Slide into Ski Country's best on-mountain restaurants.
Mr. Luxury Ski
Breaking for nosh during the ski day often means tucking in with a bowl of chili at the lodge’s cafeteria, but more and more, you can kick off your ski boots, slipper up and indulge with a magnificent sit-down meal in what feels like an intimate private club—but without the pricey membership dues.
SaddleRidge at Beaver Creek, a unique cultural and culinary experience, was conceived in 1987 as a $27 million retreat for Shearson Lehman Brothers execs. In the early 1990s, Vail Resorts bought the property. Until 2015, it was open to the public for dinner only but is now open for lunch as well.
Today, gourmet plates are served in a towering dining room beneath massive antique train-wheel chandeliers. Executive Chef Adam Roth’s affinity for wild game, fowl and locally sourced ingredients elevates traditional chophouse fare. Favorites include a buttery Rocky Mountain elk tenderloin and a rich Summit Creek Farms lamb T-bone.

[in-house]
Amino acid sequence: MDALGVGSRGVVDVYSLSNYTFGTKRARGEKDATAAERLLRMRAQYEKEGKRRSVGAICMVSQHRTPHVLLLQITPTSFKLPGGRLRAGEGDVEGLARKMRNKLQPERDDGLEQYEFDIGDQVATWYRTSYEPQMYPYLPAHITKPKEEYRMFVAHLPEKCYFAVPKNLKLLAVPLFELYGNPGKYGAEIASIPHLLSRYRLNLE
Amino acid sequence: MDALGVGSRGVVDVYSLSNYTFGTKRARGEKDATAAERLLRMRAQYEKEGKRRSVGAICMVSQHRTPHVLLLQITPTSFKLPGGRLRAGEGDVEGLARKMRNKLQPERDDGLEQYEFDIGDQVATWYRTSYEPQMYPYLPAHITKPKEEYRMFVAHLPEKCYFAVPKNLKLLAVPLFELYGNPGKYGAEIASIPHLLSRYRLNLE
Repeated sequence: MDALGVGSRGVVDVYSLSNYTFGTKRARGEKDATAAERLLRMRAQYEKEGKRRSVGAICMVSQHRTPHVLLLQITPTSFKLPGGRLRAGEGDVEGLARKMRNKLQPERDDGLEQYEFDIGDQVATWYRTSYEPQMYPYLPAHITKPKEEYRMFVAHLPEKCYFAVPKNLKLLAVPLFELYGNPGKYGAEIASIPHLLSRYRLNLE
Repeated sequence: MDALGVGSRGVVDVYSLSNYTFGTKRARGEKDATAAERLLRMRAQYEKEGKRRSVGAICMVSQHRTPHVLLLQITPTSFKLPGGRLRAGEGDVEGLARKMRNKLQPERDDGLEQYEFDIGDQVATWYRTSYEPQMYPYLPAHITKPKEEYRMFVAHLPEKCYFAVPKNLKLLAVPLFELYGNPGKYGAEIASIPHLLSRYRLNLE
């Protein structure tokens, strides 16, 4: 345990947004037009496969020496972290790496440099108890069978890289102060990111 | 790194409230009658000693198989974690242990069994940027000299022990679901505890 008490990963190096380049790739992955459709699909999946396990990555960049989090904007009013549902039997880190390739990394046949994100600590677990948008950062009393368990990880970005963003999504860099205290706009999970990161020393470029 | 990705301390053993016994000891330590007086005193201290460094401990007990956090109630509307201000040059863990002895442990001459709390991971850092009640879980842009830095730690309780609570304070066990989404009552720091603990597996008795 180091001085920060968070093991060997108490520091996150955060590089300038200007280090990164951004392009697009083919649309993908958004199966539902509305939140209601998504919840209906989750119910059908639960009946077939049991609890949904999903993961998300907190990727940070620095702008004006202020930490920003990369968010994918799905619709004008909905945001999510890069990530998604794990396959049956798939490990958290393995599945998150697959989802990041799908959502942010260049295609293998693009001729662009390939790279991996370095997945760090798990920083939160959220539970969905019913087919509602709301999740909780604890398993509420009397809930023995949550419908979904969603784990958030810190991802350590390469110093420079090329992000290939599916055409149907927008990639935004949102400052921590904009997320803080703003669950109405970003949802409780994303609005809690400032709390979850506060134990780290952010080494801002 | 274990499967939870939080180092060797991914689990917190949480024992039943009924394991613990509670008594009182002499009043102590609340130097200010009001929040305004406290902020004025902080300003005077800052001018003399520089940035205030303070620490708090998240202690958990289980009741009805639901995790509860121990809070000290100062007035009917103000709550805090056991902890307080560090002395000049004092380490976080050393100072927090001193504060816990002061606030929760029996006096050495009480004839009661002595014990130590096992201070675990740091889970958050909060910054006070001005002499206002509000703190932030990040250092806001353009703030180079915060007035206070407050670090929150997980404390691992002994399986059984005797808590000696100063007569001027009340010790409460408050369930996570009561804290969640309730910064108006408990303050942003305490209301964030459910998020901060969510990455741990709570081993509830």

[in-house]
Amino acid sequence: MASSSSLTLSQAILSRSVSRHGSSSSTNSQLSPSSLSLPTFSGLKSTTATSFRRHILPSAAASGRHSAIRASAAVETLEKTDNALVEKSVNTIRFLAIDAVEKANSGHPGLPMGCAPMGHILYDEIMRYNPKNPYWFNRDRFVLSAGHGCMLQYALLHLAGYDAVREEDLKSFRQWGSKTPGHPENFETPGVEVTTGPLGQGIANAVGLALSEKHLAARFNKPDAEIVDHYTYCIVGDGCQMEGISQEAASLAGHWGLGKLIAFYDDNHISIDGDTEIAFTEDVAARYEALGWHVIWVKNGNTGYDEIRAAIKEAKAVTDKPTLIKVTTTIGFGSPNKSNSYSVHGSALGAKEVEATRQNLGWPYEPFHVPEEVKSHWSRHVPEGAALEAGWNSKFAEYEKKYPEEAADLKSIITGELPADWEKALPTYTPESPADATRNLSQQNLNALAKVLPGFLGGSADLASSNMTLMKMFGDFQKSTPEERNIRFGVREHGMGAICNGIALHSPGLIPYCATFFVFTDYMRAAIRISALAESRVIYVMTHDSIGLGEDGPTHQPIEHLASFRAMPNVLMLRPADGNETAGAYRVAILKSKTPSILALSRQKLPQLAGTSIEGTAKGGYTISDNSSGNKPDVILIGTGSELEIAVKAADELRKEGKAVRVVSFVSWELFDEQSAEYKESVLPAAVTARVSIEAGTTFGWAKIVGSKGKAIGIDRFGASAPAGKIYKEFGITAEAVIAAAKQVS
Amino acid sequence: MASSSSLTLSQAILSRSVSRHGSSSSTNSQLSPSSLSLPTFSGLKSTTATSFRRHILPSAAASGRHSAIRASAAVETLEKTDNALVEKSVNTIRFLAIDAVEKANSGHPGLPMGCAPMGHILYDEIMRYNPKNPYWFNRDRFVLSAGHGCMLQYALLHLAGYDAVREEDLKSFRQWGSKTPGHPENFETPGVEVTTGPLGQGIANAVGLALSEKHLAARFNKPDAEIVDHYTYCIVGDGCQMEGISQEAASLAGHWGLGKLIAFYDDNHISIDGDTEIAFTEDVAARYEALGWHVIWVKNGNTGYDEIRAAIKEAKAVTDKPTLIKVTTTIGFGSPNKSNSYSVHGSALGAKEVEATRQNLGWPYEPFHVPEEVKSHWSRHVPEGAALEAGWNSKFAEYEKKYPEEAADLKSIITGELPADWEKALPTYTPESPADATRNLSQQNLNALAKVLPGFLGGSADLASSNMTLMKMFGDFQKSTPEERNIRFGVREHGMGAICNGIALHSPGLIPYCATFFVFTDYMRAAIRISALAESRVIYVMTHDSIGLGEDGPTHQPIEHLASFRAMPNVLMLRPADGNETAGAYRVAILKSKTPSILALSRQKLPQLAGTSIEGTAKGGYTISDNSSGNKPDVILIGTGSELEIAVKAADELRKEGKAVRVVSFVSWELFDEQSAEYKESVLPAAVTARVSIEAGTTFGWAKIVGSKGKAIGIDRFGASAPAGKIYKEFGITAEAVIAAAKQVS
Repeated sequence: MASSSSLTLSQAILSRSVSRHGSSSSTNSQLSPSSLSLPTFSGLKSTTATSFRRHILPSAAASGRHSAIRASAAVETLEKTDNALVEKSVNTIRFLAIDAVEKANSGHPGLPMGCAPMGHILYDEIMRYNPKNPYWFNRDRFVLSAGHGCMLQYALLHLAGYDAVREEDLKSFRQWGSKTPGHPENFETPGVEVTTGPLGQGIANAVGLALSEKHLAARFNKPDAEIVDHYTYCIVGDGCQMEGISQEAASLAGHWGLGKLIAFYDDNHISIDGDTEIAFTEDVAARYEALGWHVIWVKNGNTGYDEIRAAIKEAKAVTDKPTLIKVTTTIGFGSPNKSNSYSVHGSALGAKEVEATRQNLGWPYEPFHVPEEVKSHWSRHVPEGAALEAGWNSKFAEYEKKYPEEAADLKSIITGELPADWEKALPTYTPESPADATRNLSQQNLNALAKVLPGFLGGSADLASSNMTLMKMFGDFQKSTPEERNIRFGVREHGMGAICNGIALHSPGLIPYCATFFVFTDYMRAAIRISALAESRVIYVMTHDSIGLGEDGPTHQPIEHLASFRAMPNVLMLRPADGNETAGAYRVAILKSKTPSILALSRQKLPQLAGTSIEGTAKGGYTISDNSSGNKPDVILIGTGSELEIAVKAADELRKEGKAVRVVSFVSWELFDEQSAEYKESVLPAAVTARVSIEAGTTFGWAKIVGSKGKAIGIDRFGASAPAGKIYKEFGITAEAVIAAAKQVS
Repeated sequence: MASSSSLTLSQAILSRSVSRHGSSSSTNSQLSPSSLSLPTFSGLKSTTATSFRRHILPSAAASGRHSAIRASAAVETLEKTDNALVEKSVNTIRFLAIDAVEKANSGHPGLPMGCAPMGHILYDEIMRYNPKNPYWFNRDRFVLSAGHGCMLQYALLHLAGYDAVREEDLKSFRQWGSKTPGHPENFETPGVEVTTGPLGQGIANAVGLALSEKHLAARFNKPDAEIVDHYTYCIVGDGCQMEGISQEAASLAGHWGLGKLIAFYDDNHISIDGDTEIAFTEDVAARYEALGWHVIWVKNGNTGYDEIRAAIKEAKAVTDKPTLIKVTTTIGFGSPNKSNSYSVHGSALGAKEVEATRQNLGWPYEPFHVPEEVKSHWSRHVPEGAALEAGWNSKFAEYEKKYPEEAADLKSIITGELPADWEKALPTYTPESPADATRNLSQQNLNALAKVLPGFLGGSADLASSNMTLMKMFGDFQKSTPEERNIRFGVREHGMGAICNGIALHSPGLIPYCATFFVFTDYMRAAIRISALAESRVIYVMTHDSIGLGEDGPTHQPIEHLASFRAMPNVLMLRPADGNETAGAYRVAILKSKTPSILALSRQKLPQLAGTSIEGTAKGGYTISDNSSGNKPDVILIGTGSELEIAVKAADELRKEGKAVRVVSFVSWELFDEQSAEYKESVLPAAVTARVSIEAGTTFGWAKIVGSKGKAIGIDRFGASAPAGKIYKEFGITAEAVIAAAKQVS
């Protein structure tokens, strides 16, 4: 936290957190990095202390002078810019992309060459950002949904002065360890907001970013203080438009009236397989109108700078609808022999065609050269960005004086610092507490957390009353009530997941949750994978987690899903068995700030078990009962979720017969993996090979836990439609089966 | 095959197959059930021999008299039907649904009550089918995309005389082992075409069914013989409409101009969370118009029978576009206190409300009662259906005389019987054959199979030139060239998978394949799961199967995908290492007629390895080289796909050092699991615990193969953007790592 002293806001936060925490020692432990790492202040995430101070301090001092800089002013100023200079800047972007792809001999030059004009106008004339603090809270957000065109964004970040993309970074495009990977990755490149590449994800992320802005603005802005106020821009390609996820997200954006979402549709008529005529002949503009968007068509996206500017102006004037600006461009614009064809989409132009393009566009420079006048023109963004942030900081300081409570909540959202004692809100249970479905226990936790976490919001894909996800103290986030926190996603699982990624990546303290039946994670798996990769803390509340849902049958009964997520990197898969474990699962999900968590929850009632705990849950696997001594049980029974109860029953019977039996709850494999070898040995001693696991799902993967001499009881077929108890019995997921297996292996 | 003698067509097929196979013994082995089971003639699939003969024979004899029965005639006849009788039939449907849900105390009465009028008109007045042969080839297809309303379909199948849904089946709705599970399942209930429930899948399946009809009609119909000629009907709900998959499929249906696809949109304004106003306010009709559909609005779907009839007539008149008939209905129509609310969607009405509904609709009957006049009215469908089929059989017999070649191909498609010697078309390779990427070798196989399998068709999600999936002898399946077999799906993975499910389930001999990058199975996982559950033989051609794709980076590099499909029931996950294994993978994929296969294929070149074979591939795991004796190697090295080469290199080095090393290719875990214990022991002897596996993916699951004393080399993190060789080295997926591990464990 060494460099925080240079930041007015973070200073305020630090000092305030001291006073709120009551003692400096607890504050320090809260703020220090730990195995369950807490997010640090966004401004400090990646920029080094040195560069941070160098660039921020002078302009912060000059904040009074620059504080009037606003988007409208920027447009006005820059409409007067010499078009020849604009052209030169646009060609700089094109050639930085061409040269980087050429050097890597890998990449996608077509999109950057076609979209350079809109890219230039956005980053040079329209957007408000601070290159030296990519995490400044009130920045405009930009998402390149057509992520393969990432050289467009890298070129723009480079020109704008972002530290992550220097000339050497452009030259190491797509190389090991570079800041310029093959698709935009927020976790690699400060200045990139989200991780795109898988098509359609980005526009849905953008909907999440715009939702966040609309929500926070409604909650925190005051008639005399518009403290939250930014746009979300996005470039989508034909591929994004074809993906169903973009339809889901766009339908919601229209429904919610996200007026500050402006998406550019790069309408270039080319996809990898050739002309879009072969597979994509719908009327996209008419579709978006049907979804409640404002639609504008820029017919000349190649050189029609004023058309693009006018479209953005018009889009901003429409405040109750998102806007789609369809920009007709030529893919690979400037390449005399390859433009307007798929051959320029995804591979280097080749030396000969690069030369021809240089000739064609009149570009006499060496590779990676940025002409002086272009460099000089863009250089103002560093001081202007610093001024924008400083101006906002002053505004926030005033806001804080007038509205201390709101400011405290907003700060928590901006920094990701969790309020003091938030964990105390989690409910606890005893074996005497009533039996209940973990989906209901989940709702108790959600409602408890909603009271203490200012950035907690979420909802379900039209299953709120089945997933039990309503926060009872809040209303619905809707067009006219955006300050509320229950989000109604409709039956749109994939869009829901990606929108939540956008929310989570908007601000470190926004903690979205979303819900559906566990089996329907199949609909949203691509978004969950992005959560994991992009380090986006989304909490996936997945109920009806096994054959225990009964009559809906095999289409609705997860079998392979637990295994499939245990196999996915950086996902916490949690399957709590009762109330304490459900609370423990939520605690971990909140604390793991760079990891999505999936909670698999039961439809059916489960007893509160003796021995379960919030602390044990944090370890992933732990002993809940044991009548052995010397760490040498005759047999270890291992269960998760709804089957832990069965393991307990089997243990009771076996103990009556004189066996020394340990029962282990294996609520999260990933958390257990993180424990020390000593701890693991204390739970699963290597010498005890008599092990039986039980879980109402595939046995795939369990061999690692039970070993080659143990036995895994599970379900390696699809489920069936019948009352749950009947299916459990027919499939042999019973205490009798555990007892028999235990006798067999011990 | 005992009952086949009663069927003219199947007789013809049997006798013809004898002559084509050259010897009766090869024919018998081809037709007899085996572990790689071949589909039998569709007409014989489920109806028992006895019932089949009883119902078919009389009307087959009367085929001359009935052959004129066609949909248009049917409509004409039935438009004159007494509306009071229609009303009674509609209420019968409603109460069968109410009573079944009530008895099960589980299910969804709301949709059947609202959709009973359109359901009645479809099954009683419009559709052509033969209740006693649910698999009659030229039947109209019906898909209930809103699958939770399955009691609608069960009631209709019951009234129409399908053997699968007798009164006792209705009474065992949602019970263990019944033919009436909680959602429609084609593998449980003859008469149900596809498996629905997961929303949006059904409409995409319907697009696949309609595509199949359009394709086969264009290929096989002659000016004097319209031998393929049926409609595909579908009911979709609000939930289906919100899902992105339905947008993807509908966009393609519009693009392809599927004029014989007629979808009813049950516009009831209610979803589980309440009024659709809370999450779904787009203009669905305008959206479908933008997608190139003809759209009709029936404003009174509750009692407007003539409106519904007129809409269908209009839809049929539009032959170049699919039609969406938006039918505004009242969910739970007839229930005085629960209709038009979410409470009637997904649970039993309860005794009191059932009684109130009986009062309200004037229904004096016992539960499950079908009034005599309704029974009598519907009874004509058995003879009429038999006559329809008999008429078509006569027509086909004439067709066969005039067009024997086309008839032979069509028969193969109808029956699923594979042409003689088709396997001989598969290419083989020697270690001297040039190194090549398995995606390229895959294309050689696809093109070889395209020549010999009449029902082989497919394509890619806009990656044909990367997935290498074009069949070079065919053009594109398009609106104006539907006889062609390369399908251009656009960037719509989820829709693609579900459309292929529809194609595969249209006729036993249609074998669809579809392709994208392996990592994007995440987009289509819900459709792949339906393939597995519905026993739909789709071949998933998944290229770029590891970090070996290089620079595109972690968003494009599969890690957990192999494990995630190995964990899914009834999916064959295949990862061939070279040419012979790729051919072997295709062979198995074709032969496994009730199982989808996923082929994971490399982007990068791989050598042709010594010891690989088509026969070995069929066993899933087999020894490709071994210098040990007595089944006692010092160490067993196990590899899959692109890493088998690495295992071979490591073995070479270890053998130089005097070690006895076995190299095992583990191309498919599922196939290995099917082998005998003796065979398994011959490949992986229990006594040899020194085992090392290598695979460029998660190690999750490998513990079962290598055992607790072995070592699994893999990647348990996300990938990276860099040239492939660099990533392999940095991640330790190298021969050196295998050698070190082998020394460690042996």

The decadent clubby lunch can be found at mountain resorts throughout the West. Make a reservation at The 10th at Vail, located at the top of Gondola One, where floor-to-ceiling views of the Gore Range are complemented by slipper service and dishes like pheasant and winter vegetable potpie in a savory sage-vermouth cream sauce.
Breckenridge’s Peak 8 hosts The Living Room at One Ski Hill Place, where you can select from savory eats like buffalo rib eye with truffle mac and cheese.
At Keystone, Alpenglow Stube, housed in a mountaintop chalet atop 11,444-foot North Peak, is the highest AAA four-diamond restaurant on the continent and boasts a 600-bottle cellar recognized by Wine Spectator. Try the popular ragout of blue crab.
Organic, sustainable and seasonal are the three tenets anchoring Manzanita, set midmountain at Northstar in The Ritz-Carlton, Lake Tahoe. Start with a seat by the rustic stone hearth and sip a white oak barrel-aged Manhattan before dining on innovative California cuisine.
This article originally appeared in Epic Life.